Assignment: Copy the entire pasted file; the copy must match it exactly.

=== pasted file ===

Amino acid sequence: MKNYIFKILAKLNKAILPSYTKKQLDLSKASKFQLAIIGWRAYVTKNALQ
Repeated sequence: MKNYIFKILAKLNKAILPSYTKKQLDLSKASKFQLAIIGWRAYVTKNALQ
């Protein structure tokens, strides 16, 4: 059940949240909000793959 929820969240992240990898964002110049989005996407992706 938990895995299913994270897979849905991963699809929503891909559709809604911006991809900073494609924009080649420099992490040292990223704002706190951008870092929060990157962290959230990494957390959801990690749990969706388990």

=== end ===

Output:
Amino acid sequence: MKNYIFKILAKLNKAILPSYTKKQLDLSKASKFQLAIIGWRAYVTKNALQ
Repeated sequence: MKNYIFKILAKLNKAILPSYTKKQLDLSKASKFQLAIIGWRAYVTKNALQ
């Protein structure tokens, strides 16, 4: 059940949240909000793959 929820969240992240990898964002110049989005996407992706 938990895995299913994270897979849905991963699809929503891909559709809604911006991809900073494609924009080649420099992490040292990223704002706190951008870092929060990157962290959230990494957390959801990690749990969706388990």